On RFK'S 80th Birthday, New Orleans Organizer Presented Human Rights Award
Washington, D.C.- This November, Robert F. Kennedy would have celebrated his 80th Birthday. In honor of this occasion, the Robert F. Kennedy Memorial will present a program of events on November 16th to celebrate RFK's life and legacy including a special tribute at the annual Robert F. Kennedy Human Rights Award Ceremony.
The 2005 Robert F. Kennedy Human Rights Award will be presented to Stephen Bradberry, the Lead Organizer of the New Orleans chapter of ACORN (Association of Community Organizations for Reform Now), the nation's largest community organization of low- and moderate-income families working together for social justice and stronger communities. The award ceremony will take place in Room 50 of the Dirksen Senate Office Building at on November 16th at 10:30 a.m.
The ceremony will be hosted by Mrs. Robert F. Kennedy with speeches by Senator Edward Kennedy (D-MA) and the Keynote Speech by Senator Barack Obama (D-IL) ) speaking about the importance of RFK's legacy to America and what must be done to keep the legacy alive and thriving.
At a time when our nation is faced with hard questions about the role of government and the realities of poverty, Stephen Bradberry has become a voice for the low income communities of New Orleans. Even before Katrina devastated the city, one in every four people of New Orleans lived below the federally recognized poverty line. Stephen has fought to protect the economic, political, and social rights of these often forgotten citizens through campaigns targeted at promoting a living wage, preventing predatory lending, preventing lead poisoning in children, and increasing voter participation.
Securing a place for the concerns of low income communities in government projects was essential to Robert Kennedy's vision of social justice. In a speech in 1966, RFK said that, "[i]t has been a long time since leadership in this country has spoken to the poor and tried to understand the problem of their existence." Kennedy noted that even though government officials may not like working with community leaders, "the price of their discontent may be progress- and stronger and safer communities for our children and ourselves."
This wisdom has become even more meaningful in the wake of Hurricanes Katrina and Rita, as the federal government and the American people are forced to recognize the insecurity faced by America's low income communities and the need for change. Stephen Bradberry's work with ACORN exemplifies RFK's vision of community leadership.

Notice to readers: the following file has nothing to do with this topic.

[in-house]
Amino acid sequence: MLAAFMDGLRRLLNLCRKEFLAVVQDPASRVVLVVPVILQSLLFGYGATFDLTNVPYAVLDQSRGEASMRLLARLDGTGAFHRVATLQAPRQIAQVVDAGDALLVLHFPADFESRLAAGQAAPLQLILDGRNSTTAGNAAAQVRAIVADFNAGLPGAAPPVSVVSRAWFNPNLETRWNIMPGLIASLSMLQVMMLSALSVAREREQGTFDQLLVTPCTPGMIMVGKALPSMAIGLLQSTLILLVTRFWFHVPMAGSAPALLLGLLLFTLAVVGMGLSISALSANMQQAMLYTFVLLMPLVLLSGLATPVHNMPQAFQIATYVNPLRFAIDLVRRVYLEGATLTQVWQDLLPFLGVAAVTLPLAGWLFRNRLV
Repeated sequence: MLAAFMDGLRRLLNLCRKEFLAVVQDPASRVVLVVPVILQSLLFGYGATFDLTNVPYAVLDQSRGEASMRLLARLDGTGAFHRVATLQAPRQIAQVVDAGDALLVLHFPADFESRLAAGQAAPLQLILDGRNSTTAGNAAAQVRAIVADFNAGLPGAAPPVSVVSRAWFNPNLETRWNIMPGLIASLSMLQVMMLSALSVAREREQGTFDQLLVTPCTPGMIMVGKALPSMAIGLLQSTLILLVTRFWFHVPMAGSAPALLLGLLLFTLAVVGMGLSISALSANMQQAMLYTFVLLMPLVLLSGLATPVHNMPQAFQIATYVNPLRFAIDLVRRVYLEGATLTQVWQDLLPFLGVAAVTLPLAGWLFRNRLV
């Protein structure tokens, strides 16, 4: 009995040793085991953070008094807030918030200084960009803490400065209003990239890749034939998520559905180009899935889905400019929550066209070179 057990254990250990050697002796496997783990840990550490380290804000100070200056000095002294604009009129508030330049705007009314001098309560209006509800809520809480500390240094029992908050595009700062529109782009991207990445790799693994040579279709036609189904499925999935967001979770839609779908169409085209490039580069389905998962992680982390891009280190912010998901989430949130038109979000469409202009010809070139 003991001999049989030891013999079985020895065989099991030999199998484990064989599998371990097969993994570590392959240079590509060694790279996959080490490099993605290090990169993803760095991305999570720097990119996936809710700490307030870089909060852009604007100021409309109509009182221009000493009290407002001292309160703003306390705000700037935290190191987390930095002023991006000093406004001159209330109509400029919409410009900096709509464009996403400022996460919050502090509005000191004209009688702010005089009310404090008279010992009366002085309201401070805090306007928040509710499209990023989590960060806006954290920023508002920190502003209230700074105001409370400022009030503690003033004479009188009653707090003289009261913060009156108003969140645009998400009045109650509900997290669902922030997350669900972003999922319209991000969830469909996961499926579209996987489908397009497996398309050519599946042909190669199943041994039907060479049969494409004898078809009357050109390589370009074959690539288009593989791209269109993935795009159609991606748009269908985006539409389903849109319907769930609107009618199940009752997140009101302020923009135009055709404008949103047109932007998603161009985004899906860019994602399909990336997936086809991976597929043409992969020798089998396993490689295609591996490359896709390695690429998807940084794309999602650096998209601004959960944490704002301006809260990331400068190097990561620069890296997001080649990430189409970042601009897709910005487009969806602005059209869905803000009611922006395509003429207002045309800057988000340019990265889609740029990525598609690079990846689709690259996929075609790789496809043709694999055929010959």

While attending college in Louisiana, Stephen saw a state faced with the highest proportion of minimum wage jobs in the country. In 2002 he became the driving force behind one of our nations only successful livable wage campaigns. Stephen was able to unite the diverse interests of labor, religious leaders, and community organizations in New Orleans for the cause of economic justice. This resulted in sixty-three percent of New Orleans' voters backing a wage hike that affected 75,000 workers. The campaign produced a city ordinance in New Orleans increasing the minimum wage only to later be overturned in the Louisiana courts.
Robert Kennedy believed that each individual holds the power to invoke change and that "each time a man stands up for an ideal, or acts to improve the lot of others, or strikes out against injustice, he sends forth a tiny ripple of hope." In this spirit, The Robert F. Kennedy Human Rights Award was established in 1984 to honor courageous and innovative individuals striving for social justice throughout the world.
The Robert F. Kennedy Human Rights Award ceremony marks the beginning of a long-term partnership between the Stephen and the RFK Center for Human Rights that will put the rights of low income families on the national agenda.
Speakers for the event will be determined and the location is subject to change. Please go to www.rfkmemorial.org for the latest information on the event.
Source: Robert F. Kennedy Memorial
"..if men are to be free for that 'pursuit of happiness', which was the earliest promise of the American nation- we will need more than poverty programs, housing programs, and employment programs, although we need all of these. We will need an outpouring of imagination, ingenuity, discipline and hard work unmatched since the first adventurers set out to conquer the wilderness. For the problem is the largest we've ever known."-- Robert F. Kennedy, December 10th 1966